Primary-Tyrese Powell-Slotterbeck-San Diego Water Works-Water Jobs

San Diego Water Works Website Offers One-Stop Shop for Water Industry Jobs 

The San Diego County Water Authority and its 24 member agencies have launched a new website – SanDiegoWaterWorks.org – that provides the first comprehensive posting of regional water and wastewater industry job openings in one location.

As the San Diego economy begins recovering from recession, the site features expanded job opportunities and regularly updated information about internships and training opportunities – a one-stop-shop for anyone interested in a new career or a new role in the water industry.

San Diego Water Works was created to help meet the growing need for skilled water industry workers at a time when retirements are reducing the workforce. The site is the result of a regional water industry task force convened to address the “silver tsunami” of Baby Boomers.

“We want to fill the pipeline with new generations of talent,” said Water Authority General Manager Sandra L. Kerl. “This is an industry that can really benefit from people with a diversity of backgrounds and educational experiences.”

Website created to fill openings created by wave of water industry retirements

While some water agencies have reduced hiring during the pandemic, roughly half of the current water industry workforce in the San Diego region will be eligible to retire in the next 15 years and many of those workers are in essential positions. In just the next five years, about 1,400 water and wastewater industry jobs are expected to open across the region. In addition to engineers and plant operators, the industry relies on technicians, accountants, electricians, mechanics, information technology specialists and many other occupations.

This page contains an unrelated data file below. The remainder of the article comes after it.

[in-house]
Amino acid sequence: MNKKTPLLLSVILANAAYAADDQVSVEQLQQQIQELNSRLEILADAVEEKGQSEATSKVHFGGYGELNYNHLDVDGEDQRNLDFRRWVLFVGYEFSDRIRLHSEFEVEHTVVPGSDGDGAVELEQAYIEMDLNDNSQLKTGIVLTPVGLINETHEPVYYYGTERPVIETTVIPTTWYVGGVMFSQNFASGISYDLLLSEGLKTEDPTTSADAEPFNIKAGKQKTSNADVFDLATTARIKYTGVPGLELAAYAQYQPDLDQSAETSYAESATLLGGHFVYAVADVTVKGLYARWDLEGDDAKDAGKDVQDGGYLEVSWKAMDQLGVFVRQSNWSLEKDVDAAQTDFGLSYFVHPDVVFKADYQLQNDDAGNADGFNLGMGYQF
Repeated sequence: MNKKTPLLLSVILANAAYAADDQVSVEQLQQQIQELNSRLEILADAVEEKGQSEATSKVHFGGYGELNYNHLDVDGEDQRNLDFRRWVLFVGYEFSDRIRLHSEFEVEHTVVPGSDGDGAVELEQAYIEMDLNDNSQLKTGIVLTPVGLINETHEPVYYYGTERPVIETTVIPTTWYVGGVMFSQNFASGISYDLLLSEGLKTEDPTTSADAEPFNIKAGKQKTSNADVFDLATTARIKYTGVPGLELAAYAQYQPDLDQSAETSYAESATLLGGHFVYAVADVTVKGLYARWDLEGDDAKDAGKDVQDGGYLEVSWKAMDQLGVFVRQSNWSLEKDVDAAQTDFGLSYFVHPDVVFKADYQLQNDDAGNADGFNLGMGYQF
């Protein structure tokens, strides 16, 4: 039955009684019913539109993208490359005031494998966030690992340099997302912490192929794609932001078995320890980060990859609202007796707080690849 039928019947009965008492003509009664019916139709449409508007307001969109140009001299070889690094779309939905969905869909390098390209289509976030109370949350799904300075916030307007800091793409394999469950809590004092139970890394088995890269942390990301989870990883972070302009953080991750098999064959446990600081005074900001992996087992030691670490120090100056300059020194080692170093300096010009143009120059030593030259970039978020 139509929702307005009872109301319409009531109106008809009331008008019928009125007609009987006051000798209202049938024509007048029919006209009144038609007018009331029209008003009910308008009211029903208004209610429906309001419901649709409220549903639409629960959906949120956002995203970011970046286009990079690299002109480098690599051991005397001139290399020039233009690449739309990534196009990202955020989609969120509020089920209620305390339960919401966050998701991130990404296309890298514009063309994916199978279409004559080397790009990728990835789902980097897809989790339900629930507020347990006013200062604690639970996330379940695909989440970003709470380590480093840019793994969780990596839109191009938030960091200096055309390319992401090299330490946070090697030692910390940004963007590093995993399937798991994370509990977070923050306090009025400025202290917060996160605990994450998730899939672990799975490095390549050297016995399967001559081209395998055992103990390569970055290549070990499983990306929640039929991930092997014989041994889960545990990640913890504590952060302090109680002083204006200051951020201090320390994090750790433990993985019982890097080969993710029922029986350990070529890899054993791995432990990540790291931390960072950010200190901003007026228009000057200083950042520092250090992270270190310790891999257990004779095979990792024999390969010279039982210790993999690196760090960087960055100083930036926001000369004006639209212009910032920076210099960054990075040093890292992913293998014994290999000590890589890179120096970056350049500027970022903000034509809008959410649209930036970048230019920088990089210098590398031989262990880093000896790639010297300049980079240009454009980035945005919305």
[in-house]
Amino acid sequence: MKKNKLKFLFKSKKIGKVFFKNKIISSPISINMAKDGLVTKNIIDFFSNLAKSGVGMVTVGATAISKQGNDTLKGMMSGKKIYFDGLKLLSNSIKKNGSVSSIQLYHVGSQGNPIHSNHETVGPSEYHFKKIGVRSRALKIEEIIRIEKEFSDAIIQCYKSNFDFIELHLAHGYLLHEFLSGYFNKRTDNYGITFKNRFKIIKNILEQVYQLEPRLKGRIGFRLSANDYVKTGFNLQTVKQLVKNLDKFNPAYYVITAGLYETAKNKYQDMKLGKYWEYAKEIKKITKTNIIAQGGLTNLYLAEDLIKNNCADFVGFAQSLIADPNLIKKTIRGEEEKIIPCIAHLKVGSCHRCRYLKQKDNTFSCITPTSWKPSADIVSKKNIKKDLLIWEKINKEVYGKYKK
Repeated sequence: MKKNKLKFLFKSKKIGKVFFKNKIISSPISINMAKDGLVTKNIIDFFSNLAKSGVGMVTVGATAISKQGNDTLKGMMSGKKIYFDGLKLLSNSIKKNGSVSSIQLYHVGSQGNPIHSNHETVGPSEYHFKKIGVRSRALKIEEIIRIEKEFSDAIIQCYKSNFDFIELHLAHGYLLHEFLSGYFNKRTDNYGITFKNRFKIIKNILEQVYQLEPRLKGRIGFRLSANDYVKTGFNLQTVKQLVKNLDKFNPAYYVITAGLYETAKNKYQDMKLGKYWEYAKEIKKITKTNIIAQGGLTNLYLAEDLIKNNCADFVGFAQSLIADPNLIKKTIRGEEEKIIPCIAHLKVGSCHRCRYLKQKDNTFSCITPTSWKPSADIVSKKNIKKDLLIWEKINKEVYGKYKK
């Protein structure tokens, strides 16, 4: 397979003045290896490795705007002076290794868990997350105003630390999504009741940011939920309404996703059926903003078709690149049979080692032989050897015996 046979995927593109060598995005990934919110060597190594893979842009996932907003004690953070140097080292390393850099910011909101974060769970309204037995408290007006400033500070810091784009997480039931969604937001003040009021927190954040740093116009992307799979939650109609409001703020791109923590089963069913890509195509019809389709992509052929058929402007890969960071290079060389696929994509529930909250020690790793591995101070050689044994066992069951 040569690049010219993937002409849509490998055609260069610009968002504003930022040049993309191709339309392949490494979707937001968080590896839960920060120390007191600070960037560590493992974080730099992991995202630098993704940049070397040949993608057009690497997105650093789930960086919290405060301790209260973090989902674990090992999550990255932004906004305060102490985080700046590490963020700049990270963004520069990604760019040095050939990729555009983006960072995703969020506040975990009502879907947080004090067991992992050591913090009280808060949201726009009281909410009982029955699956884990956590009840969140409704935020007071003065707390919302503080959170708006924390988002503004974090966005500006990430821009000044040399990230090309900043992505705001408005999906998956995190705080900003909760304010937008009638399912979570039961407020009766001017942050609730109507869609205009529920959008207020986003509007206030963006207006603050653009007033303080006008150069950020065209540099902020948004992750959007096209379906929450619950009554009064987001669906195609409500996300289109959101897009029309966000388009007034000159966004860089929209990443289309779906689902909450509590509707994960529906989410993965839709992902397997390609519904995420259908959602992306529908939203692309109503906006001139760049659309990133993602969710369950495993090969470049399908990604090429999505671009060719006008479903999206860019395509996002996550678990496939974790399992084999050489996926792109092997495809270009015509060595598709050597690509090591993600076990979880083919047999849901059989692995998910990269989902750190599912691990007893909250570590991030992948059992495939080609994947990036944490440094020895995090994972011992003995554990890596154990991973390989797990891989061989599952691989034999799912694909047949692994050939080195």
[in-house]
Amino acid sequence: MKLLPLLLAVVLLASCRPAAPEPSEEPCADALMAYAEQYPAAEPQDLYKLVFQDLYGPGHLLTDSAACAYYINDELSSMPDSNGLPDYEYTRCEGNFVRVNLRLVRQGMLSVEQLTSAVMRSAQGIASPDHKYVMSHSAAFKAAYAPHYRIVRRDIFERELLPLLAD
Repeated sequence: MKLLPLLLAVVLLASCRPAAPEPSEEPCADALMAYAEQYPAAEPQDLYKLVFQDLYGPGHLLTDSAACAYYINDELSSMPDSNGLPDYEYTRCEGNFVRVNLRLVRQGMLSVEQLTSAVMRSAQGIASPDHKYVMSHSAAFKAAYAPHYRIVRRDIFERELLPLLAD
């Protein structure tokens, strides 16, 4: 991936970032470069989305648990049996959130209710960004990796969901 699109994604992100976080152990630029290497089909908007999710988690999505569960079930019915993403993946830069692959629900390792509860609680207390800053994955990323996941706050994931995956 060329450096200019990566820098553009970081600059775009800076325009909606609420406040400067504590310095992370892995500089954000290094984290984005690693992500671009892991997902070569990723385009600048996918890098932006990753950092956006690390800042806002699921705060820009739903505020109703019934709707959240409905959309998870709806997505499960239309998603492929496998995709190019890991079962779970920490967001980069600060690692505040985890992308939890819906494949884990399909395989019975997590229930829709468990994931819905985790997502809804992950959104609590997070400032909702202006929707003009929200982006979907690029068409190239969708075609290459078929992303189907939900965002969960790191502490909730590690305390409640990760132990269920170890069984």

“The water industry offers careers that are not only personally and professional rewarding but also are vital for our region,” said Christopher McKinney, the City of Escondido’s Director of Utilities, and chair of the regional task force. “This is a chance to really make a difference in our community.”

San Diego Water Works website-water jobs-water industry

The San Diego Water Works website was created to help meet the growing need for skilled water industry workers at a time when retirements are reducing the workforce.

The San Diego Water Works website includes:

  • Current water and wastewater job postings in the San Diego region
  • Training and education resources, career advice and internship programs
  • Featured jobs that highlight rewarding careers in the water industry
  • Information about special training programs and internships for military veterans

The new website aligns with the priorities of water agencies in San Diego County to help military veterans find jobs in the water and wastewater industry. State legislation co-sponsored by the San Diego County Water Authority and the Otay Water District was signed into law in 2019, making it possible for veterans to receive credit for their military education and experience when applying for civilian water and wastewater system operator certifications in California.

“More than 15,000 military personnel transition from active duty each year in San Diego County, and many have the skills and experience that match the needs of regional water industry employers,” said Jose Martinez, Otay Water District general manager, U.S. Navy veteran and a member of the regional workforce development task force. “As a veteran, I understand the importance of a website like this; it is a great starting point for veterans to find jobs and training programs as well as to discover what resources are available in the industry.”